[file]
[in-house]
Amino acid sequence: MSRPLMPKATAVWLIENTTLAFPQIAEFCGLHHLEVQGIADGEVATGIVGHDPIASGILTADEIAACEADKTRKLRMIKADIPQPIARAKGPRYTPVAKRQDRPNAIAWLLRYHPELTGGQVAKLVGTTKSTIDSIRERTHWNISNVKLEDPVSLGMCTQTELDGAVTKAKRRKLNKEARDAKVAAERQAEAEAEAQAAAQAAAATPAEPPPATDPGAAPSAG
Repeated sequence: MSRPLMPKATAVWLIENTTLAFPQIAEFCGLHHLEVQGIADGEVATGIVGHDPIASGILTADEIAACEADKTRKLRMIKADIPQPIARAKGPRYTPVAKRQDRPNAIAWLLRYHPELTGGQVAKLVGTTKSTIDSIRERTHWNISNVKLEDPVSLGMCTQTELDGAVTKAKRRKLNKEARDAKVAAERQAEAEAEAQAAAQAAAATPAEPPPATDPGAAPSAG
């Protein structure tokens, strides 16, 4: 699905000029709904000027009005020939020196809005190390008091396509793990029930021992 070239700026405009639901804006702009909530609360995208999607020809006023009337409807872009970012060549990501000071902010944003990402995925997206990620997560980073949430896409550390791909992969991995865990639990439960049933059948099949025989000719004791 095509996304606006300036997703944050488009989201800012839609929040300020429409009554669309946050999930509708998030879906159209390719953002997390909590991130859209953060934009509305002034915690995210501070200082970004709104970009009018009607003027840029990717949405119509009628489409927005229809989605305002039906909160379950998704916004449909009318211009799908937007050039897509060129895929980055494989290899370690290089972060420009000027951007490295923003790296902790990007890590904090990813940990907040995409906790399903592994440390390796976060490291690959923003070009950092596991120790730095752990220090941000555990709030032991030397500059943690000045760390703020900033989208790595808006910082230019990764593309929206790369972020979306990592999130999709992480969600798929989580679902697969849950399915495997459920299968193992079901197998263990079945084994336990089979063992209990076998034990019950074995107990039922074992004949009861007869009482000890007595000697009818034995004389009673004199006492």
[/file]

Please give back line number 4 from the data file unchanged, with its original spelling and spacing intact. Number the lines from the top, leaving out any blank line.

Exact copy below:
């Protein structure tokens, strides 16, 4: 699905000029709904000027009005020939020196809005190390008091396509793990029930021992 070239700026405009639901804006702009909530609360995208999607020809006023009337409807872009970012060549990501000071902010944003990402995925997206990620997560980073949430896409550390791909992969991995865990639990439960049933059948099949025989000719004791 095509996304606006300036997703944050488009989201800012839609929040300020429409009554669309946050999930509708998030879906159209390719953002997390909590991130859209953060934009509305002034915690995210501070200082970004709104970009009018009607003027840029990717949405119509009628489409927005229809989605305002039906909160379950998704916004449909009318211009799908937007050039897509060129895929980055494989290899370690290089972060420009000027951007490295923003790296902790990007890590904090990813940990907040995409906790399903592994440390390796976060490291690959923003070009950092596991120790730095752990220090941000555990709030032991030397500059943690000045760390703020900033989208790595808006910082230019990764593309929206790369972020979306990592999130999709992480969600798929989580679902697969849950399915495997459920299968193992079901197998263990079945084994336990089979063992209990076998034990019950074995107990039922074992004949009861007869009482000890007595000697009818034995004389009673004199006492």